Even if what you’re marathoning is Gossip Girl rather than The Wire, there’s no need to think of it as a low-nutrition, low-culture guilty pleasure that you’re “binging.” This scene from the 2000 movie Finding Forrester, in which famous reclusive writer Sean Connery boasts of having the New York Times for his main course of reading and the trashy National Enquirer for dessert, has the unapologetic truth of it.
The problem is that our language isn’t precise enough yet. There are at least two kinds of behavior that we mean when we talk about binge-watching. There’s the kind where you watch an episode, get sucked in by the cliff-hanger, and fire up the next episode even though you had other things you wanted to do instead: wash, rinse, repeat.
Sure, let’s call that version binging; there is at least a small element of out-of-control behavior involved. Stomach-churning, guilt-inducing procrastination is somewhat binge-worthy.
But then there are the times when your whole goal is to watch a lot of TV. You’ve had a long hard day, or it’s a rainy weekend, or you’re fighting off the flu. You just want to crash on the couch, snuggle up with blankets and a pet and maybe (just maybe) a significant other, and watch a show that isn’t hard to follow and makes you feel good: Parks and Rec, say.
Good for you! Own it! Treat yourself!
What alternative name could we could call this type of positive viewing: Treat TV, perhaps? My classy colleague Alexis Nedd proposed an even classier name: a TV retreat. Yes, we’re retreating from reality for a while, just as we do when we take a spa day or a hot springs weekend.
In both cases when we return, we feel relaxed, with an inscrutable grin on our faces from all the fun we’ve been through.
After all, given the word’s origin as a synonym for soaking, we could accurately describe a nice bath as taking a binge. There’s a reason why we don’t: It sounds way too negative for what it is. The same rationale should apply to the gentle, uplifting soaking of our poor overworked brains in the light of the big screen.
I can’t profess to fully understand all of the complexities of localizing services for various languages, nuances, accents and dialects where voice recognition is concerned. However, with Amazon’s Alexa ambitionsramping up after its hardware event Thursday, it’s worth questioning why the voice assistant’s language support is so abysmal.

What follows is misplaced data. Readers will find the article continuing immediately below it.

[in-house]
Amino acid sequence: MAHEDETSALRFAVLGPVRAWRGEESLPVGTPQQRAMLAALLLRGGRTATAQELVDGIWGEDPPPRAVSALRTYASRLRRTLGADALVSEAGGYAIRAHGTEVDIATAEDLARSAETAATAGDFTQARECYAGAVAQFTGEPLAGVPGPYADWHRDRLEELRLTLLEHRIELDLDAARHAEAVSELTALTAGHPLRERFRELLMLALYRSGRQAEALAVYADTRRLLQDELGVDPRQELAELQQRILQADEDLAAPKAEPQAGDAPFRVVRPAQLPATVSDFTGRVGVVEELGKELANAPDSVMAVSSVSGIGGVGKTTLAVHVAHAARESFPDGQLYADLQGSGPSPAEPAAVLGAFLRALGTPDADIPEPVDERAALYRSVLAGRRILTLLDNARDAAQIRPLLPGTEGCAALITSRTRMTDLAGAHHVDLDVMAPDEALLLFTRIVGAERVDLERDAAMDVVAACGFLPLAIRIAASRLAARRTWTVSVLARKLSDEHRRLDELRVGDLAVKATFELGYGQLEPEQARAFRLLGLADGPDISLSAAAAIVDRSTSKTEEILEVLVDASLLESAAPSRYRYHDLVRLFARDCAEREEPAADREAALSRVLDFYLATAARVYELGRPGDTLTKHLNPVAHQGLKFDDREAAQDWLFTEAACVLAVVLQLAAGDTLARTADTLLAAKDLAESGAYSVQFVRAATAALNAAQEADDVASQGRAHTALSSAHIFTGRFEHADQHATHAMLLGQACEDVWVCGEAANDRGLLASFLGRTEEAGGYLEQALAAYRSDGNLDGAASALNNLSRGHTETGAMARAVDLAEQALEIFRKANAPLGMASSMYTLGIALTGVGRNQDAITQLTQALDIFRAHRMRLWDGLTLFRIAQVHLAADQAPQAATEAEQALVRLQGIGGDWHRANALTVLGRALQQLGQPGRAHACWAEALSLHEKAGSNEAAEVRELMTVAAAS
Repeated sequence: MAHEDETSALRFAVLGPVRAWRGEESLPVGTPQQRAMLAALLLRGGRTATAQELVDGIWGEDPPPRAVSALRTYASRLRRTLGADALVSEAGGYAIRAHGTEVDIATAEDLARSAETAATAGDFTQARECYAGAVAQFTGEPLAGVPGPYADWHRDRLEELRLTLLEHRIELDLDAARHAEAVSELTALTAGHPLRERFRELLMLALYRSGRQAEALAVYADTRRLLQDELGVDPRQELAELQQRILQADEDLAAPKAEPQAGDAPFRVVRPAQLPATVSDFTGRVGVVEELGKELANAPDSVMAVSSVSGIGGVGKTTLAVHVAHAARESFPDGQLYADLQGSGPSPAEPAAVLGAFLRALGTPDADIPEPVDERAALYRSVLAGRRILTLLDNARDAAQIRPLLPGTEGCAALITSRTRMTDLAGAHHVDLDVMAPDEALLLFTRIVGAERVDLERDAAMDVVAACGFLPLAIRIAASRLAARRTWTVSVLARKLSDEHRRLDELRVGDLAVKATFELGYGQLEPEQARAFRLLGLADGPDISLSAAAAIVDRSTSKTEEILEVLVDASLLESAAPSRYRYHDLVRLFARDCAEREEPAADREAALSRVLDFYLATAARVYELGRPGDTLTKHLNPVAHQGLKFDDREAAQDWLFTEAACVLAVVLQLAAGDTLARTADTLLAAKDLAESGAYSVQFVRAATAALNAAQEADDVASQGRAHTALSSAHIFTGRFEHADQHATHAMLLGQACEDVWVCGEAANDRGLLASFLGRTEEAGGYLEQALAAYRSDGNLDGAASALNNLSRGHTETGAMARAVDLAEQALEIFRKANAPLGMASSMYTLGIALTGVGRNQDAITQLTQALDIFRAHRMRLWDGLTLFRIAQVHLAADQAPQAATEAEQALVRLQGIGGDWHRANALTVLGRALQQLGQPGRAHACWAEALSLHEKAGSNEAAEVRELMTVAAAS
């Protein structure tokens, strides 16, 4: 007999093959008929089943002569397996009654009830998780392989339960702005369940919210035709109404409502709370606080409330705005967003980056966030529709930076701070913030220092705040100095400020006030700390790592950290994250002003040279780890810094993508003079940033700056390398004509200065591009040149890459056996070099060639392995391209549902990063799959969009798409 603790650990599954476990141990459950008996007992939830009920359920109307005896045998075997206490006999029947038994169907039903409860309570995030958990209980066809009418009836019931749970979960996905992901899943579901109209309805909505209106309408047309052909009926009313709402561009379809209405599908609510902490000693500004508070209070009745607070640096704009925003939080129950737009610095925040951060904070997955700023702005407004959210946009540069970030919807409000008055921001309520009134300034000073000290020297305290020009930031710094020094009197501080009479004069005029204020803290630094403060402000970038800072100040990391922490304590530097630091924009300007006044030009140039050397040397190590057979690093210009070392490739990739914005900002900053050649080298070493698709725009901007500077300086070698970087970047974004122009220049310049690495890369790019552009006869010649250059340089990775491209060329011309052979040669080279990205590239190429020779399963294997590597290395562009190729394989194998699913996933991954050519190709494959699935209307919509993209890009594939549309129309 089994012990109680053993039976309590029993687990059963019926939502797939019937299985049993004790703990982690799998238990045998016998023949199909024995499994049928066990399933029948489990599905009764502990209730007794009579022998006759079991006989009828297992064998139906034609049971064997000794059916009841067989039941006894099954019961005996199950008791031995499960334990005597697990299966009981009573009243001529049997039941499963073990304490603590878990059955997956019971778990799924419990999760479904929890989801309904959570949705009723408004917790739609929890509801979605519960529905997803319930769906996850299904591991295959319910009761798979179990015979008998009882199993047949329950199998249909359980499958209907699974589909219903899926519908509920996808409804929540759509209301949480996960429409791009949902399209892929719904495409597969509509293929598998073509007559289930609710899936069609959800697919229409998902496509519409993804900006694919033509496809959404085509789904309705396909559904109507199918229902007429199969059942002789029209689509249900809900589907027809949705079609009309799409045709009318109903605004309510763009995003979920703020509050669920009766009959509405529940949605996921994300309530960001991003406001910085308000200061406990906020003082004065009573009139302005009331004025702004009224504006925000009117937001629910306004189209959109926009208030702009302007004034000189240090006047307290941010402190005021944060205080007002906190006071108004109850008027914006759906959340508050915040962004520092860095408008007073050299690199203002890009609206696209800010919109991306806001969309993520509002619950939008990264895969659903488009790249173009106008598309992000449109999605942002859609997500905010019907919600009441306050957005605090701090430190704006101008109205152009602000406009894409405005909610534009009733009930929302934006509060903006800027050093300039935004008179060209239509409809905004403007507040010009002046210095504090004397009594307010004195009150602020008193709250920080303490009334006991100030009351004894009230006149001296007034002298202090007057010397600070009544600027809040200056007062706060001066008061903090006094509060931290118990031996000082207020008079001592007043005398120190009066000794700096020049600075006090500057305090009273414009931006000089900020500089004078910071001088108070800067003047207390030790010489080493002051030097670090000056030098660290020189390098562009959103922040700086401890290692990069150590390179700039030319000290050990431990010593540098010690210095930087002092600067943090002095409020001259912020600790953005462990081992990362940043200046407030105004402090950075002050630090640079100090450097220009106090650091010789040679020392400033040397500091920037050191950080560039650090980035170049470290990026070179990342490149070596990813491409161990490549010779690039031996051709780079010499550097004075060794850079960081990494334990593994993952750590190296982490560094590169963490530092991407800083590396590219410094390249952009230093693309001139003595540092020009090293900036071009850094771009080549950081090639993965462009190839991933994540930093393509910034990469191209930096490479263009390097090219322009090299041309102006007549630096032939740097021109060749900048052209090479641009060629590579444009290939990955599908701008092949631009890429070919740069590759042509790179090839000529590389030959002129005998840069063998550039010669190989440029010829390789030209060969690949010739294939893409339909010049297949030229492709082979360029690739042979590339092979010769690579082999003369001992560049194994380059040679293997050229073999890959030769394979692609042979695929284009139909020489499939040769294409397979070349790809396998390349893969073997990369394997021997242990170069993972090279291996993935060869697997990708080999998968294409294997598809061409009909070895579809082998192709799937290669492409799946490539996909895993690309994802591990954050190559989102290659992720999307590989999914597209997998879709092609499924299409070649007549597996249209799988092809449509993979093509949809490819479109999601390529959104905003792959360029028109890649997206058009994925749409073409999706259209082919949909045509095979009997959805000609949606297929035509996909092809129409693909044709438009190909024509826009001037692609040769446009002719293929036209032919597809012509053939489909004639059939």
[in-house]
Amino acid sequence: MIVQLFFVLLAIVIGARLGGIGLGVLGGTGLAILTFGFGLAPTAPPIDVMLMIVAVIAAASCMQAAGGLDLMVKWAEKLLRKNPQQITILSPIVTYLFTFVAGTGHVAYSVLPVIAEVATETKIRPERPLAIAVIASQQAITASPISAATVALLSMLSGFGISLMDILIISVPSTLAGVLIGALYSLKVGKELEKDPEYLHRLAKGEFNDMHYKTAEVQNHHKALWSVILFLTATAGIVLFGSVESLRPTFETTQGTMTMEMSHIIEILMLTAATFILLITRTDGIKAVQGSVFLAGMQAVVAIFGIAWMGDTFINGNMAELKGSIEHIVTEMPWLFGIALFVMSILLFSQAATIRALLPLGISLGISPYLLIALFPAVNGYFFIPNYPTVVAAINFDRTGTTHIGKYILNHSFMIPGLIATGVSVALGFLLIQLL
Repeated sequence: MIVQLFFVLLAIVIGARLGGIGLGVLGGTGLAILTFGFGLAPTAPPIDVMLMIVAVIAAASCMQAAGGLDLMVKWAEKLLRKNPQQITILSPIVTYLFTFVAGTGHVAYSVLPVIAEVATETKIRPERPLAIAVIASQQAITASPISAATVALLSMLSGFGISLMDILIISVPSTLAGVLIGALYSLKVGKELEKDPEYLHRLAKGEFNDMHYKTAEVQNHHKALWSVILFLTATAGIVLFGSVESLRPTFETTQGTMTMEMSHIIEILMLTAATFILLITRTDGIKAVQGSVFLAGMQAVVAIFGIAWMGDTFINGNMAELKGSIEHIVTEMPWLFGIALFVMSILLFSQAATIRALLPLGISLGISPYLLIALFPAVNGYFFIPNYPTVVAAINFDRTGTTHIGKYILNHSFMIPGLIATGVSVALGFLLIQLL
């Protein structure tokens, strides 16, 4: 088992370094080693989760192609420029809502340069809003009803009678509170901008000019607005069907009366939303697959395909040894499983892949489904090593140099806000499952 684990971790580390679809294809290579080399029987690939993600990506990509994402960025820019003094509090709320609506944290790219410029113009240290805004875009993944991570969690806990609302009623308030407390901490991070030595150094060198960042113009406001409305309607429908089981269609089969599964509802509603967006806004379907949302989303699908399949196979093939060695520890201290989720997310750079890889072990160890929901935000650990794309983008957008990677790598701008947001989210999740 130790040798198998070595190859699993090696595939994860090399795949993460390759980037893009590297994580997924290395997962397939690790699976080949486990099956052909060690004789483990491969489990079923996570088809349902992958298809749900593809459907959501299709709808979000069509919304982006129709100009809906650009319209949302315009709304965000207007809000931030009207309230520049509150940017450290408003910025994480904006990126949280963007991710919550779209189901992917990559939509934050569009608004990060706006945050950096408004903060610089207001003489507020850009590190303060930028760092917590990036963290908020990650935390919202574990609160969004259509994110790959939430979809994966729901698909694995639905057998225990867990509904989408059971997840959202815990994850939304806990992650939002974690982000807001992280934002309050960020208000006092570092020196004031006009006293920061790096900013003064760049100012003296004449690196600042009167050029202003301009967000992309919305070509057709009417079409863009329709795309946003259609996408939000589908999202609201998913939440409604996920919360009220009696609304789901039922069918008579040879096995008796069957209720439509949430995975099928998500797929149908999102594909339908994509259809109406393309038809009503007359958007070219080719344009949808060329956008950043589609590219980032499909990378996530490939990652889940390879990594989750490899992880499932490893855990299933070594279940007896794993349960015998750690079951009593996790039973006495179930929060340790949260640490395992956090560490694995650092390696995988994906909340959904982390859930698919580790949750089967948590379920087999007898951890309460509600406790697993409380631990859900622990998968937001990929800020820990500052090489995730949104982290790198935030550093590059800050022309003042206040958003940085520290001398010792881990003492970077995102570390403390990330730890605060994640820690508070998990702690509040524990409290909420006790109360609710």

Almost four years after launching, Alexa supports English, French, German and Japanese, with Italian and Spanish on the way. Compare that with Siri, which within a year of launch, supported all of the above languages, along with Korean, Mandarin and Cantonese — some languages were tuned for local differences by that point, too. Apple’s voice assistant is now available in 21 languages.
Meanwhile, you can use Google Assistant, which arrived 18 months after Alexa, in 15 languages. Google plans to double that number by the end of the year, and Assistant even understands when you speak two supported languages interchangeably.
It’s not as if Amazon, in its position as one of the world’s most valuable companies, can’t afford to invest the necessary resources to build out language support faster. As of last September, 5,000 employees were working on Alexa alone, and as impressive as the voice assistant generally is, that headcount still doesn’t seem to be high enough.
There’s a disconnect between Amazon’s desire to inject Alexa into pretty much every device imaginable (including wall plugs and microwaves), and it crawling to offer the voice assistant in more languages and dialects. Localizing a service to a high standard takes time, sure, but four languages in four years is woeful.
Amazon brought Alexa to Canada in English last year, but, curiously, not at all on its Fire tablets. (Full disclosure: this Canadian resident picked up a Fire HD 8 in this year’s Prime Day sale and soon found the complete lack of Alexa irritating.)
Quebec’s labyrinthine language laws often preclude companies from offering their products and services in the province unless they’re available in French — Quebecers almost missed out on the SNES Classic, for instance. Amazon made Alexa available in France over the summer, though some fine tuning for Canadian French nuances may be required before Amazon flips the switch for full voice support up here. (Support for the language will reportedly arrive soon.)
Canada’s far from the only market where Alexa has faced difficulties or is non-existent. Whatever ambitions Amazon may hold for Alexa in China may or may not be hampered by regulations there. Still, the nation is by some accounts the world’s fastest-growing smart speaker market, with Alibaba and Xiaomi leading the charge. Alexa can speak English with an Indian accent, though can’t understand Hindi or Bengali.
When an unnecessary Alexa-enabled microwave arrives at your door, just remember that Amazon decided being able to use your voice to cook food instead of hitting a couple of buttons was more pressing than making Alexa more easily available throughout Asia, South America, Africa, the Middle East and most of Europe. Oh, and Canada. Yes, I’m still salty.